Note that the evaluation needs to be applied to multiple guidelines as the semi-automatic translation framework will perform better after a couple of translations. The most common problems will be resolved by the domain expert during the first couple of translations and these solutions will be stored in the various ontologies and Rules.
It is important to do a very thorough evaluation of the translated guidelines in a clinical setting involving medical staff and real patients.
In this article a semi-automatic verification and translation framework, capable of turning manually constructed XML-based flow charts into ready to use Drools Rule Flow programs is proposed. For this, semantic technologies, such as ontologies and SWRL, are used. This framework aims to close the gap in communication between the medical staff and the computer scientists for the construction of computer-based clinical guidelines. This closer collaboration results in a less time-consuming and less error-prone development phase and a shorter clinical evaluation phase.
Drools was shown to be an effective Rule language for computerizing clinical guidelines by translating the sedation protocol to a Drools Rule Flow. Drools allows for quick development and evaluation, human-readable visualization of the Rules and has a good performance.
The computer-based clinical guideline supports an improved execution of the clinical guideline by giving the medical staff reminders and notifications of tasks that need to be performed and by automatically detecting exceptional situations and problems by monitoring the parameters of the patient. Future work will focus mainly on evaluating if the semi-automatic translation of guidelines is more efficient than manually encoding them by applying the proposed architecture to various clinical guidelines in different areas of ICU decision support.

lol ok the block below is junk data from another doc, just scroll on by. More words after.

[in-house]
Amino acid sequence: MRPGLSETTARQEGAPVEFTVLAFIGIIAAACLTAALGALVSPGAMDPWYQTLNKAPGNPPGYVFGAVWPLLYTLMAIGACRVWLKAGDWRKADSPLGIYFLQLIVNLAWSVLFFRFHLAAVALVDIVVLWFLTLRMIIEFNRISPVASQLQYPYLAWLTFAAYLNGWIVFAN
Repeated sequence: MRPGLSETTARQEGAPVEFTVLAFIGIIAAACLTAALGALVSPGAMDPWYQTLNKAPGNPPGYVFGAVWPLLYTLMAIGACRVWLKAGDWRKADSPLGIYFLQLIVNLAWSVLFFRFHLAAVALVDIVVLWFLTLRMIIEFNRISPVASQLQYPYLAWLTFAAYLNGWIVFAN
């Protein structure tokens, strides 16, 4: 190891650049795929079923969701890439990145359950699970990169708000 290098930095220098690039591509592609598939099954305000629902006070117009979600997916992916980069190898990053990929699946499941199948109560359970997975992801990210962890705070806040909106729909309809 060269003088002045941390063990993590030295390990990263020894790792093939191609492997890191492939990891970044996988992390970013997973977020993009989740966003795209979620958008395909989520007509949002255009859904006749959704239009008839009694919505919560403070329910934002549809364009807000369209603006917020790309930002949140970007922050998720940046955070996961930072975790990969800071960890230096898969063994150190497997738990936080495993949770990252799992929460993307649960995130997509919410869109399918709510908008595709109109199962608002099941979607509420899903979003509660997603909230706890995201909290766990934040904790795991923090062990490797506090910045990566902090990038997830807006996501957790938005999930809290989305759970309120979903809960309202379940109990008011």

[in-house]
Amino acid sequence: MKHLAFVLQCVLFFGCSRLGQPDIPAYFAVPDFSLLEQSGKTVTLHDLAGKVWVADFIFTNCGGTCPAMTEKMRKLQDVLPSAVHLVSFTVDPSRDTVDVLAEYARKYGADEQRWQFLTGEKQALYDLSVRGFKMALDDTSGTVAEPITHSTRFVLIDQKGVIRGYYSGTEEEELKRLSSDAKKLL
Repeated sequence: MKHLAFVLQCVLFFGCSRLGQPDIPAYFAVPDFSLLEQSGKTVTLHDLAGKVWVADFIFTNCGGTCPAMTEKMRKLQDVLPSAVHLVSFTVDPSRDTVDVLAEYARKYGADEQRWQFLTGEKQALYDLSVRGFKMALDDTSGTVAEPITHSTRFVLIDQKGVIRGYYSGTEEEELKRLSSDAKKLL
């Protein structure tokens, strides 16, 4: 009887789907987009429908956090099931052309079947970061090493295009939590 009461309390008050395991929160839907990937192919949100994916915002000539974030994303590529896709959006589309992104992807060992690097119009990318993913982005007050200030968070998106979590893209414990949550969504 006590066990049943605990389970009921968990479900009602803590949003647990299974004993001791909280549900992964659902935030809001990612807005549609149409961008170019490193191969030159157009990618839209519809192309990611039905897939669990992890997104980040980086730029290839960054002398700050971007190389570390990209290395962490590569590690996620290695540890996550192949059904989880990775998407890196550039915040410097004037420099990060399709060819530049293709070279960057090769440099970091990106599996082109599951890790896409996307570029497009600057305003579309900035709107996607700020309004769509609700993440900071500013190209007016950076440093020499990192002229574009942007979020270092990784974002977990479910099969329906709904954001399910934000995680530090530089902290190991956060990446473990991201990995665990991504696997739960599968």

List of abbreviations used
Attribute Driven Design
Body Mass Index
Business Process Execution Language
Computerized decision support systems
Care flow Management System
Computerized Physician Order Entry system
Combined Reasoning module
Electronic Health Record
Electronic Patient Record
Foundational Model of Anatomy
Generalized Architecture for Languages, Encyclopaedias and Nomenclatures
GuIdeline Management System
GuideLine Interchange Format
Global Laboratory Information Management System
Graphical User Interface
Health Level 7
Intensive Care Service Platform
Information and Communication Technology
Intensive Care Unit
Integrated Development Environment
Institute for Formal Ontology and Medical Information Science
Intensive Care Information System
Java Expert System Shell
Language and Computing
Medical Knowledge Modules
Modeling Better Treatment Advice
National Cancer Institute
Natural Language Processing
Ontology for Biomedical Investigations
Open Biomedical Ontologies
Ontology Web Language
Personal Digital Assistant
Richmond Agitation-Sedation Scale
Reference Information Model
Systematized Nomenclature of Medicine-Clinical Terms
Semantic Web Rule Language
Unified Modeling Language
Workflow Management System
eXtensible Markup Language.
Femke Ongenae would like to thank the Institute for the Promotion of Innovation by Science and Technology in Flanders (IWT) for her PhD grant.
Department of Information Technology (INTEC), Ghent University - IBBT
Department of Intensive Care, Ghent University Hospital